The pro-democracy protest movement was clearly configured to morph into an armed Shiite uprising against the royal family of Bahrain.
DEBKA-Net-Weekly's military sources say Gates was also shown the plan Hizballah advisers had drawn up for dealing with Saudi military intervention: The Shiite networks were to launch a campaign of terror on Saudi and Bahraini forces alike and turn on key points like refineries, the port, police stations, army camps, electricity and water stations and main roads and bridges.
Defense Secretary Gates is described by our Gulf sources as unmoved by this information. He followed the Obama administration script to the letter, calling on the Bahraini royal rulers to exercise restraint against violent Shiite-led protesters and engage them in dialogue.
He ignored Hizballah's role in the unrest. As for Iran, Gates said: “I expressed the view that we had no evidence that suggested that Iran started any of these popular revolutions or demonstrations across the region. But there is clear evidence that as the process is protracted, particularly in Bahrain, the Iranians are looking for ways to exploit it and create problems,”
The offer he made to travel to Riyadh to try and chart a common course of action between Washington, Saudi King Abdullah and Manama was rejected out of hand by the Saudi and Bahraini monarchs.
Saudis pick up the Iranian gauntlet
DEBKA-Net-Weekly's Persian Gulf sources report that this was the Saudi king's second rebuff of senior US officials. At the end of last week, the White House asked Abdullah to receive Secretary of State Hillary Clinton, after her visit to Cairo, together with Gates, who would be coming from Kabul.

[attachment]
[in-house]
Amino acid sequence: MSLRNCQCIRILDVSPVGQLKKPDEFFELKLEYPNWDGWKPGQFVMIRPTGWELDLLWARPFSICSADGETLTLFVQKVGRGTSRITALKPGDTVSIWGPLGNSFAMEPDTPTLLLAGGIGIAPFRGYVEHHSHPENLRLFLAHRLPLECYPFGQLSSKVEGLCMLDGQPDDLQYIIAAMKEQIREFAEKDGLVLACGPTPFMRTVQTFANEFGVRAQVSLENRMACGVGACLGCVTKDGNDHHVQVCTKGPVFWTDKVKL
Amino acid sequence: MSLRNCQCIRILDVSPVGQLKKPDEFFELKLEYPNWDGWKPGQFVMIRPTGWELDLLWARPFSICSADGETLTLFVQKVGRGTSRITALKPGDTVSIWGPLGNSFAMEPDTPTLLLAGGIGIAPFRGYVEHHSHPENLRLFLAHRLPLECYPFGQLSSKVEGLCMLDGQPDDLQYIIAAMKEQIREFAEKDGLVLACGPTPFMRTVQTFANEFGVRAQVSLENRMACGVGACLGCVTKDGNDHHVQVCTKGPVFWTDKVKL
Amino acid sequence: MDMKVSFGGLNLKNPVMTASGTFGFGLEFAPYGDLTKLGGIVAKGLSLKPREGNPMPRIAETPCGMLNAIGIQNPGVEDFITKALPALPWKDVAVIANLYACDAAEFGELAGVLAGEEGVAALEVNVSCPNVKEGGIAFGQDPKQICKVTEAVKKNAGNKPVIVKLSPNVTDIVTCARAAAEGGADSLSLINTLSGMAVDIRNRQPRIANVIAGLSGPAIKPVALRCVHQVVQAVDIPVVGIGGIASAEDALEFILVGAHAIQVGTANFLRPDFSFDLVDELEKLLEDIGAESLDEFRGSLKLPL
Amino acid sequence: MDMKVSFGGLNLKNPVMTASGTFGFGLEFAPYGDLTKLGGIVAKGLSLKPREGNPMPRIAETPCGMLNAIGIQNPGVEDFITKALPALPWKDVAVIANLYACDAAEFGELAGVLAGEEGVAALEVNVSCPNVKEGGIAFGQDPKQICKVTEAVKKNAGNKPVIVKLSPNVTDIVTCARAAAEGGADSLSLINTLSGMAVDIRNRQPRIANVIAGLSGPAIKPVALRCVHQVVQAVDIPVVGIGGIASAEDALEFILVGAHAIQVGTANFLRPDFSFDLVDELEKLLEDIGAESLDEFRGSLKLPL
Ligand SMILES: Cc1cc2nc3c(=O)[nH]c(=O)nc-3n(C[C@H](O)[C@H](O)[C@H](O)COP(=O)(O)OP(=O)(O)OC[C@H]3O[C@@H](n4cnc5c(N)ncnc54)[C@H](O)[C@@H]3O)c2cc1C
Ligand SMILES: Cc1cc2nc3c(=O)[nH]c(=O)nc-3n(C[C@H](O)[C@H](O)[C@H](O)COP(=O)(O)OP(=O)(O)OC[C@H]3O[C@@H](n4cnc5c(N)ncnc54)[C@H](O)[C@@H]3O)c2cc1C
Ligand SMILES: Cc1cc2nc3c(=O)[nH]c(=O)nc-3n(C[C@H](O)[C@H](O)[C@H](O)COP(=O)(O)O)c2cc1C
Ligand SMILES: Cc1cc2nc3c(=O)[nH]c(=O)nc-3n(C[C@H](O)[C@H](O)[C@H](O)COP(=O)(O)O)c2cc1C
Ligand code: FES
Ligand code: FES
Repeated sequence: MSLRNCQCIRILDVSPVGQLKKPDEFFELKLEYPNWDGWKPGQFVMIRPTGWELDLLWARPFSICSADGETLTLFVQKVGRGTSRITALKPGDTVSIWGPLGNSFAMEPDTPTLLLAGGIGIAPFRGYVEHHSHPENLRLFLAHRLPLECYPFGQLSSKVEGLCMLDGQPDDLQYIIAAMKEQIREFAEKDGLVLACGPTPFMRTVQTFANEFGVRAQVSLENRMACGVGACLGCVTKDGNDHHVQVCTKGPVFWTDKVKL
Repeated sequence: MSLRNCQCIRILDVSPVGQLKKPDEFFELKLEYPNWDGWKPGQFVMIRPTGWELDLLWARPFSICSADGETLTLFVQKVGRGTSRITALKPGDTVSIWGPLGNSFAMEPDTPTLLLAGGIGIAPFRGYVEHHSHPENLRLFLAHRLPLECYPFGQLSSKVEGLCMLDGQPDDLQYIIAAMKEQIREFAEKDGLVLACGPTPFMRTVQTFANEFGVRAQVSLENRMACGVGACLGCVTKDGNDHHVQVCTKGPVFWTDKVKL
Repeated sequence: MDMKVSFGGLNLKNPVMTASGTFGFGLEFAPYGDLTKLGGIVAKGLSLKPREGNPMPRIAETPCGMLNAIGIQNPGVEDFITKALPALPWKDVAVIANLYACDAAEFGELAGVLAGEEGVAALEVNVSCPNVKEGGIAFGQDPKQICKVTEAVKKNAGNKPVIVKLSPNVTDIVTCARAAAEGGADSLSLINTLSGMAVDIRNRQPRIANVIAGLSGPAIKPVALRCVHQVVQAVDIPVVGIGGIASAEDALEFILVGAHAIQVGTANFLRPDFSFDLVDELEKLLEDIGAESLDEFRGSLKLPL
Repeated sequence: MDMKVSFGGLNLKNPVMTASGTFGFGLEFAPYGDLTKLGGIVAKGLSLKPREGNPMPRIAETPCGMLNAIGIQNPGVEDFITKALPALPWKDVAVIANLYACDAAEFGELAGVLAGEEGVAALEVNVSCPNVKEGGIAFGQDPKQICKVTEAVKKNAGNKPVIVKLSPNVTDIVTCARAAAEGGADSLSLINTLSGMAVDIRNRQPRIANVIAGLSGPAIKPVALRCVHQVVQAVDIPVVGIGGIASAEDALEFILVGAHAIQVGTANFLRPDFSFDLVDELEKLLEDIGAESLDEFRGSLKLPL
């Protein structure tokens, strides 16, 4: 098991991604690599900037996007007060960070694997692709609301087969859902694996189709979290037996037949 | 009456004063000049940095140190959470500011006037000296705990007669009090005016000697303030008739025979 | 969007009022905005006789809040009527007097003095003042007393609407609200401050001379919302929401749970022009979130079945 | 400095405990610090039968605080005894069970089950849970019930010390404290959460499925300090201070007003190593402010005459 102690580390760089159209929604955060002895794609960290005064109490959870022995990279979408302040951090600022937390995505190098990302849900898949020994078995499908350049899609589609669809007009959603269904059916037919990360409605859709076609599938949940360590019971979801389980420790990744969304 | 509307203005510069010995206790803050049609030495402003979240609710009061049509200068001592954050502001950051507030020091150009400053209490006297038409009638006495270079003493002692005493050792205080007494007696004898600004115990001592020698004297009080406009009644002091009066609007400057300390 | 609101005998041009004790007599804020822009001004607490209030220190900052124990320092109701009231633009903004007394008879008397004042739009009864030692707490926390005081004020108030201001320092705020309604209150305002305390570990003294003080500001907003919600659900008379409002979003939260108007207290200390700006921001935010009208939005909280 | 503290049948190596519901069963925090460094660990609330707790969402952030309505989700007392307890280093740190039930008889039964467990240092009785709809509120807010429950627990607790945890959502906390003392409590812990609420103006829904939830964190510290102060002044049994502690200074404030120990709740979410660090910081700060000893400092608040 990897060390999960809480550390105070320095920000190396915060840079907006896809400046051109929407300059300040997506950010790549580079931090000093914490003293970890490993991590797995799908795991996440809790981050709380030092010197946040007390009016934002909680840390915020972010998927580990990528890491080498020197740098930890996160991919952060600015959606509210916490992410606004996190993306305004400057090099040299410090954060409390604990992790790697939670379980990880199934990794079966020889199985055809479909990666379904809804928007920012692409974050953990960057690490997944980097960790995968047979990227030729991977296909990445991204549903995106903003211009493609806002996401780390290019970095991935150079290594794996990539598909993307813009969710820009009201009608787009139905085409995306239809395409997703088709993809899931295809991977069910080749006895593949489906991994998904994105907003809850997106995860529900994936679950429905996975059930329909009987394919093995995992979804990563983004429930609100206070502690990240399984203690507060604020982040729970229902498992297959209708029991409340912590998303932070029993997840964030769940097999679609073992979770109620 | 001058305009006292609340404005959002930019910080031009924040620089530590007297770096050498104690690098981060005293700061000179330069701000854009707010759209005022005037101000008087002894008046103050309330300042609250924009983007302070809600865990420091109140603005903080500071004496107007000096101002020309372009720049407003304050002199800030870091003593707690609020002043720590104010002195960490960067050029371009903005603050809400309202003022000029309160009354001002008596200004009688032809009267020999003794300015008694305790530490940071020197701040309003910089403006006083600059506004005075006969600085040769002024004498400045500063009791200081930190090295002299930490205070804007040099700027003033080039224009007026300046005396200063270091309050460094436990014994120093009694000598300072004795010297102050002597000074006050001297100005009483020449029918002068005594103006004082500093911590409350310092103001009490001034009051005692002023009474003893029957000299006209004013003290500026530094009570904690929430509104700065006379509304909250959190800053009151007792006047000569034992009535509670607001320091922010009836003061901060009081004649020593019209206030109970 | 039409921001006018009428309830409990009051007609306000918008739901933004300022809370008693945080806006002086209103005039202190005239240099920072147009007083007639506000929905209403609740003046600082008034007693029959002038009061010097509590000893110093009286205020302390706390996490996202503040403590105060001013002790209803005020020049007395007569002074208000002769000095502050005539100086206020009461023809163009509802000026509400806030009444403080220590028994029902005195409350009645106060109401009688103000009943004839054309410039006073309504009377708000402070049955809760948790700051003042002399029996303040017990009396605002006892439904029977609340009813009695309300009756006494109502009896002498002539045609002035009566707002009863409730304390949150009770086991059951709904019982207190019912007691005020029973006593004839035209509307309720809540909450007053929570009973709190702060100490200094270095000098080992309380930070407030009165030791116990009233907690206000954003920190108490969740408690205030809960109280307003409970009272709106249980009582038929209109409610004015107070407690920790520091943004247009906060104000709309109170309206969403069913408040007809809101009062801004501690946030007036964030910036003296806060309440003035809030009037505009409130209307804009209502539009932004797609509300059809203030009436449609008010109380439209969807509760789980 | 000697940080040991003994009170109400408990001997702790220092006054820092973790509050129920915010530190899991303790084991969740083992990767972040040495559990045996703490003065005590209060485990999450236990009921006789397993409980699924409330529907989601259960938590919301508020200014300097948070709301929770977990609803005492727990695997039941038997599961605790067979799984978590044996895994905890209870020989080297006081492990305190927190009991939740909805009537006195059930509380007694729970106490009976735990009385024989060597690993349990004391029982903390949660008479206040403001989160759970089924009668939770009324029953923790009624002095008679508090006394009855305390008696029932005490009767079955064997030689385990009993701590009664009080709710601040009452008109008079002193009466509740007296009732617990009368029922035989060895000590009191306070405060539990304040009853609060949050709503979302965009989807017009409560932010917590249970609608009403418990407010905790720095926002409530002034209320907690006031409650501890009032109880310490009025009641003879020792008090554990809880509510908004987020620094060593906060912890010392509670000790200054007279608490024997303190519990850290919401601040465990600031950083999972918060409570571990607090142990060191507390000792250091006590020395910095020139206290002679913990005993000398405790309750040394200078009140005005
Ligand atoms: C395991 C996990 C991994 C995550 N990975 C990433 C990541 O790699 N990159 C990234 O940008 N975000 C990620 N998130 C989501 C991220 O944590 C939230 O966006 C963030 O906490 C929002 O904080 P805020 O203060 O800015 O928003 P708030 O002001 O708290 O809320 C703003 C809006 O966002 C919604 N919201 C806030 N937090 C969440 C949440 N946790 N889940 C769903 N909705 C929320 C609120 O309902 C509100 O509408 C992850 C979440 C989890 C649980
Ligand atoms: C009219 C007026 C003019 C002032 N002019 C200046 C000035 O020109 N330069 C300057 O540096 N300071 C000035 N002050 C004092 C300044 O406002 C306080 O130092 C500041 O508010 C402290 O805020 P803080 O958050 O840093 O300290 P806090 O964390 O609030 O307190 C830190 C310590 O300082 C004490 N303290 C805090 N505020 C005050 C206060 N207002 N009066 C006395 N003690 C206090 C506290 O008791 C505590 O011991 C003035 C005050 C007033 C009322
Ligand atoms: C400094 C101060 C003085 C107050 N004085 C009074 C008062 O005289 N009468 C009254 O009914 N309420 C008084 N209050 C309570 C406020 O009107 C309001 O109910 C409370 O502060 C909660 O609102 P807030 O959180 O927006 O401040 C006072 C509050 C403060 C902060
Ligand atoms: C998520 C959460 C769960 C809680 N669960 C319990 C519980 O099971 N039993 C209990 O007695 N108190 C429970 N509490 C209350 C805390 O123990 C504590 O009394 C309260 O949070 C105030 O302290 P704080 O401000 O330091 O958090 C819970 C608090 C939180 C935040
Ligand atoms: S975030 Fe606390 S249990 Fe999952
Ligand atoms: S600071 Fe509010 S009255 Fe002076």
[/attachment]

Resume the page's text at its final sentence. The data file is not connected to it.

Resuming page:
A Saudi official said stiffly: "We are not willing to discuss with the administration the situation in Bahrain. We will act as we see fit."
Monday March 14, King Abdullah sent Saudi military contingents into Bahrain after learning that the Shiite networks were implementing the Hizballah plan that was shown to Gates. Riyadh cited 1,100 troops, whereas debkafile's sources disclosed that same night that two Saudi brigades of the National Guard and the Infantry Corps, as well as a tank battalion had been consigned to Bahrain – 3,500 troops in all.
Tuesday, after the Shiites shot live rounds for the first time, killing a Saudi officer by sniper fire (Riyadh at first confirmed and later denied that a Saudi officer was killed, claiming the victim was a Bahraini officer) – signaling the start of guerilla warfare against the invaders, Riyadh countered by topping up its expeditionary force in Bahrain with another tank battalion.
Riyadh's response to the Shiites was therefore a challenge to come out and fight – regardless of the American position.
Small Bahrain thus found itself at the epicenter of two fresh Middle East wars, both of which had erupted in the course of the Arab Revolt – one waged by Saudi Arabia against Iran and Hizballah, and the second, Sunnis versus Shiites in the Persian Gulf.
The party which was foisting the two wars on the region was Iran. And, for the first time, Saudi Arabia picked up the gauntlet that Tehran threw down.